Wednesday, September 4, 2013

Obama Dare

I did not pay much attention to the Syrian civil war (probably like most Americans) until I heard that the army of President Bashar al-Assad was accused of using chemical weapons against civilians; I watched with interest the world's reaction (or inaction) to this horrific event.

Likewise, I followed President Obama's efforts to rally our allies behind a military response--with limited success--and his calls for Congress to sign a resolution that would support the use "targeted strikes" against Syria. This week the Senate's Foreign Relations Committee voted in favor of Obama's request.

I am not sure which side of the issue that I fall down on: using military strikes in response to the Syrian government's use of chemical weapons (which it says was carried out by rebel forces) or staying out of the conflict in the face of a lukewarm international response.

Public opinion polls indicate that a majority of Americans oppose military action.

Those who argue against taking military action cite several reasons, including the fact that atrocities have occurred in other nations and the U.S. has not taken action. Likewise, others believe that the President will entangle us in another drawn out war on foreign soil.

Some political analysts say that the U. S. should not continue to be the watchdog for the rest of the world.

Obama's position is that the international consensus against the use of chemical weapons demands a swift response.

World politics is thorny and complicated, and the president must consider the interests/views of many stakeholders/groups--the public, our allies, Congress, other Middle Eastern nations, diplomats, and our foes (mainly North Korea and Iran).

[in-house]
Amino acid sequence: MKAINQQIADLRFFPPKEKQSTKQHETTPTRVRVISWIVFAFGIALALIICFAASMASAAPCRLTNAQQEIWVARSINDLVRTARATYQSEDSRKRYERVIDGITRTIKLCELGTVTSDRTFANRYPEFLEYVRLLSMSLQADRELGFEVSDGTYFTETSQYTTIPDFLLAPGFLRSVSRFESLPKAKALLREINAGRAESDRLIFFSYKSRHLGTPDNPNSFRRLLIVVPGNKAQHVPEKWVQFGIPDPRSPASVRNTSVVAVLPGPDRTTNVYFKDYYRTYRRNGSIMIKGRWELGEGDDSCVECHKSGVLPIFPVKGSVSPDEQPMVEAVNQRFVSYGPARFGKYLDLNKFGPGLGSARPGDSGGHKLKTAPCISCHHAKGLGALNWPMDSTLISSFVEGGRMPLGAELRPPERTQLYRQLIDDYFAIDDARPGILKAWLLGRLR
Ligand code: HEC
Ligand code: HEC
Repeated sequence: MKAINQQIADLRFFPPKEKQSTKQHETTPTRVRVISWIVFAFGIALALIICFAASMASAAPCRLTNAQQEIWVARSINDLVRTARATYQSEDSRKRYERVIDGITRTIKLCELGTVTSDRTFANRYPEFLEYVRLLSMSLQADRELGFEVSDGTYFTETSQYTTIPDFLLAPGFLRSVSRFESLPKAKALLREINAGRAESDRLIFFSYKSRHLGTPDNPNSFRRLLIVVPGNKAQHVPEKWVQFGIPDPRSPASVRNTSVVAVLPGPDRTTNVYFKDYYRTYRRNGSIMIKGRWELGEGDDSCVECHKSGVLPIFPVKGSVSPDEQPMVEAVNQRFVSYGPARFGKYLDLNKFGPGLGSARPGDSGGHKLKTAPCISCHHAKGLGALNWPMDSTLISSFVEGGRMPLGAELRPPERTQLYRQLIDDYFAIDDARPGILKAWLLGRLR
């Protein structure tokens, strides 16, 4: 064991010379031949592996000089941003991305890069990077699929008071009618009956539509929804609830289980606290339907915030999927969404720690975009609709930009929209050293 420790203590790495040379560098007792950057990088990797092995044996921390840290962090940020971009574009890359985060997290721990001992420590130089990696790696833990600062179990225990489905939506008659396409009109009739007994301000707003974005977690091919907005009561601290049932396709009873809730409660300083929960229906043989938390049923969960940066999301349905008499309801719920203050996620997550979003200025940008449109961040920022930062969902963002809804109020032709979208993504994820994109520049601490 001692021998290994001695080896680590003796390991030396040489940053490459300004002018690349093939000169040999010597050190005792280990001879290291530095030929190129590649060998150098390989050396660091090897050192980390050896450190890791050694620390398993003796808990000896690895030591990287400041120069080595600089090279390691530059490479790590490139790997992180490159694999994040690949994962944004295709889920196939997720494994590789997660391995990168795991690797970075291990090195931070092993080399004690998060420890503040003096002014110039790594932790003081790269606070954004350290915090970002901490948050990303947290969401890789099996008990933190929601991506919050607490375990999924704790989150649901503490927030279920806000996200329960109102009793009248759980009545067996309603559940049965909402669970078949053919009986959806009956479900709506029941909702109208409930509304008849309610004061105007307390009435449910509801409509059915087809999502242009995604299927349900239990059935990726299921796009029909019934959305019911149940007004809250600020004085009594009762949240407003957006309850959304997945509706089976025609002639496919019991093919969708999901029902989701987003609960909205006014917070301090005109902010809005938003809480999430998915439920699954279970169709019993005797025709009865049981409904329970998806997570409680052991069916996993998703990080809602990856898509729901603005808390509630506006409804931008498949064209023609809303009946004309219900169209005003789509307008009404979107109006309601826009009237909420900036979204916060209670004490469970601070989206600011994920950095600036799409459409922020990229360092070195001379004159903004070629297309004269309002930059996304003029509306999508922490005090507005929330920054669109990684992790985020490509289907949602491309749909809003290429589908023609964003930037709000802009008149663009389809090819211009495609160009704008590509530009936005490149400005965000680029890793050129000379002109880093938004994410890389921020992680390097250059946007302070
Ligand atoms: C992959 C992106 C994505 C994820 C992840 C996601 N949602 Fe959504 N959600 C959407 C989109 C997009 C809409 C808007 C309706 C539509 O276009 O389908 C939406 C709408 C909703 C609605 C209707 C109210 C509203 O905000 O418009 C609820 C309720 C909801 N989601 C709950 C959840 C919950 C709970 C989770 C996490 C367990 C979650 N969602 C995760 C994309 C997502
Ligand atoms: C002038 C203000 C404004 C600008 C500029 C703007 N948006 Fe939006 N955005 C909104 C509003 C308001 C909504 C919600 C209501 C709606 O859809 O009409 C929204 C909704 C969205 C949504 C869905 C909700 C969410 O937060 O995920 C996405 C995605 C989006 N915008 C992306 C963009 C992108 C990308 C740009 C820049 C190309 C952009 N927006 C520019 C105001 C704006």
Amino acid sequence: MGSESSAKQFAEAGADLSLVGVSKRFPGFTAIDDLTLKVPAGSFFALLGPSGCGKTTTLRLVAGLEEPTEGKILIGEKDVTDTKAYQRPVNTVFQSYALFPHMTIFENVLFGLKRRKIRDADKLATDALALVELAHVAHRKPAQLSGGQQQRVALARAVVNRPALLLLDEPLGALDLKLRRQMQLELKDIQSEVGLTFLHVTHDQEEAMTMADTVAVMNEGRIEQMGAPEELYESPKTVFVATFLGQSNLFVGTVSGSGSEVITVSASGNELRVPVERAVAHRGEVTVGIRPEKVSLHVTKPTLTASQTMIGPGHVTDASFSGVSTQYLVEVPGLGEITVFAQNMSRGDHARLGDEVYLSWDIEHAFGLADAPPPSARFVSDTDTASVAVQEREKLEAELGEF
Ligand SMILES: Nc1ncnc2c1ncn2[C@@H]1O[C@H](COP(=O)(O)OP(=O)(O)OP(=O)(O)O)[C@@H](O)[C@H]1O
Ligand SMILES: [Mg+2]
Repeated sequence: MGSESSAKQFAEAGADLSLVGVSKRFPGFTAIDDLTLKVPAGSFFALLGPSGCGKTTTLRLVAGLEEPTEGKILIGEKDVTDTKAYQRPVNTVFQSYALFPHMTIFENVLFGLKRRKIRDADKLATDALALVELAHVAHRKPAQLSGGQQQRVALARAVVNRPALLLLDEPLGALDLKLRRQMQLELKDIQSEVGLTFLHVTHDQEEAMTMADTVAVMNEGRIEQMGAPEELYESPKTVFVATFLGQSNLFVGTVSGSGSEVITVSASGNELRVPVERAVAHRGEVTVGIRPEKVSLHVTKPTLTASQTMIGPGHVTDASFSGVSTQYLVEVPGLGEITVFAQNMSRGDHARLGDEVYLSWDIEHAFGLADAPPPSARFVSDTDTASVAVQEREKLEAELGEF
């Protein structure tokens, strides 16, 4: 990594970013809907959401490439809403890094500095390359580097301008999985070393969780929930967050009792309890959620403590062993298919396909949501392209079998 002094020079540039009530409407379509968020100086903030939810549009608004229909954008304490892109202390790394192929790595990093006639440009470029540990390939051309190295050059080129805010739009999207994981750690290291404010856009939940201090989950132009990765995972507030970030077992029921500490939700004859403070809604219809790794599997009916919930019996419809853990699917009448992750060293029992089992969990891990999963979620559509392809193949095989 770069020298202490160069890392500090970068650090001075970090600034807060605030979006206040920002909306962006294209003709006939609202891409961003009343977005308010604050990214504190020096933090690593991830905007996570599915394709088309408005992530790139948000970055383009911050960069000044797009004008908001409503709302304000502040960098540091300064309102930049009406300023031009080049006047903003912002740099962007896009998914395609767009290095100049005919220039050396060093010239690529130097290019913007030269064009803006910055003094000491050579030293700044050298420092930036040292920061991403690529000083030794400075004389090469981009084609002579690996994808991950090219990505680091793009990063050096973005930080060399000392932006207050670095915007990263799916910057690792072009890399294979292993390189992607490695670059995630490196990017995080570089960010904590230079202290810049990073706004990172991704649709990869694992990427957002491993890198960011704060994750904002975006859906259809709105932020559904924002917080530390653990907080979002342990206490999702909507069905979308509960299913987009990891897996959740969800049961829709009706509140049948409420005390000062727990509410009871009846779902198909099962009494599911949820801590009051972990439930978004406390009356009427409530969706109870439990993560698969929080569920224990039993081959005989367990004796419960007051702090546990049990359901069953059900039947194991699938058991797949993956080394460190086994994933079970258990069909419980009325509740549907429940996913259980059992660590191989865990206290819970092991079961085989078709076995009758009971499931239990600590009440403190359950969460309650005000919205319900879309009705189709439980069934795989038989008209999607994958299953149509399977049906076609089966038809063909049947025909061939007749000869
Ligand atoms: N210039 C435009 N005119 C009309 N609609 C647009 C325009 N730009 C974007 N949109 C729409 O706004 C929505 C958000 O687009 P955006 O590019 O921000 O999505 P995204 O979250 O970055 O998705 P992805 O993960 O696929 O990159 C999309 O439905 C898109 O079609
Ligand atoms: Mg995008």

Whatever the outcome, President Obama can expect criticism, but isn't this the price anyone who sits in the Oval Office must pay for the privilege of serving?

Saturday, July 13, 2013

The death of Trayvon Martin, an American tragedy

When attorneys in the George Zimmerman trial gave closing arguments this week, I could not bring myself to hear the defense's closing. Why?

I could not bear to hear Trayvon Martin, demonized as a black "thug," "punk," or "hoodlum." No. These words were not uttered, but I believe they came to mind for many who viewed blurry images of a young man in a hoodie buying a drink and Skittles on February 26, 2012.

From family photos of Trayvon, it is obvious that he had a varied and positive upbringing.

Trayvon was 17 and on the verge of manhood. I suspect that in a few years, under the guidance of a protective mother and a doting father, he would have been a productive citizen with a bright future.

Thanks to George Zimmerman, a man with a gun and a perception of himself as an enforcer (who has not seemed remorseful), he will never have this chance.

Trayvon Martin is a symbol of America's black youth, often regarded with suspicion, contempt, or fear.

He could have been my son, grandson, brother, nephew, or uncle shot dead because he looked, "suspicious."

The defense made Zimmerman the victim and Trayvon the aggressor.

 Today, a jury acquitted him.

It is a sad day for his family and for America.

He is another native son taken from us too soon.

Saturday, June 8, 2013

I Like Father, I Like Son

Just saw "After Earth" starring Will and Jaden Smith, father and son space explorers. The film is set in the future where Earth becomes uninhabitable because creatures, especially the Ursa, ugly, vicious monsters, are hell-bent on
devouring humans.

Most reviewers have trashed the movie for its script, performances, and plot.

Nonetheless, I applaud Will for doing something unprecedented: showing blacks as leaders in the interplanetary future.

Likewise, he does that dynasty thing: using his son in a major motion picture, which depicts the complicated, though loving relationship, between an accomplished father and his ambitious, rebellious offspring.